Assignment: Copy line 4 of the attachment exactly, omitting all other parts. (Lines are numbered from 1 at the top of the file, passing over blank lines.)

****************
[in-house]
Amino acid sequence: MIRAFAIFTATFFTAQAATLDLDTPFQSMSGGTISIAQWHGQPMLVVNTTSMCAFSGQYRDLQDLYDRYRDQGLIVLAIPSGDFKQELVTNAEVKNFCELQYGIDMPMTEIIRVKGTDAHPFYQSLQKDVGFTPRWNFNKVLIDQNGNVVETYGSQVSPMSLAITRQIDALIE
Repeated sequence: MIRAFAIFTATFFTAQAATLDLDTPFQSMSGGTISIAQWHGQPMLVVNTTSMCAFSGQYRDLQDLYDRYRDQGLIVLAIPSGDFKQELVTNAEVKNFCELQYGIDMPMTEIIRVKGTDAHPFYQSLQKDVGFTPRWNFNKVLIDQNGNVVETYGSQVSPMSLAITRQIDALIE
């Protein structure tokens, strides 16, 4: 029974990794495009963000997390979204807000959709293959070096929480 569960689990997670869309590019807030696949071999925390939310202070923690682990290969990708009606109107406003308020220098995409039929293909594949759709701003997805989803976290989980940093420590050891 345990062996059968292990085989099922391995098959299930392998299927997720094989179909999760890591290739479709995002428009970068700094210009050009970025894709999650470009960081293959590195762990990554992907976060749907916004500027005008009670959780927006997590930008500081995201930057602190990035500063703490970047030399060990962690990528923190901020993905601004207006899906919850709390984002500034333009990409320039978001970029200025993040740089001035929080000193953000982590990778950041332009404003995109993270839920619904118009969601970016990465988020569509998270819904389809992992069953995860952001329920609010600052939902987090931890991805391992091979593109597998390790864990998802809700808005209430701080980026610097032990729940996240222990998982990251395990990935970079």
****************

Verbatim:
């Protein structure tokens, strides 16, 4: 029974990794495009963000997390979204807000959709293959070096929480 569960689990997670869309590019807030696949071999925390939310202070923690682990290969990708009606109107406003308020220098995409039929293909594949759709701003997805989803976290989980940093420590050891 345990062996059968292990085989099922391995098959299930392998299927997720094989179909999760890591290739479709995002428009970068700094210009050009970025894709999650470009960081293959590195762990990554992907976060749907916004500027005008009670959780927006997590930008500081995201930057602190990035500063703490970047030399060990962690990528923190901020993905601004207006899906919850709390984002500034333009990409320039978001970029200025993040740089001035929080000193953000982590990778950041332009404003995109993270839920619904118009969601970016990465988020569509998270819904389809992992069953995860952001329920609010600052939902987090931890991805391992091979593109597998390790864990998802809700808005209430701080980026610097032990729940996240222990998982990251395990990935970079």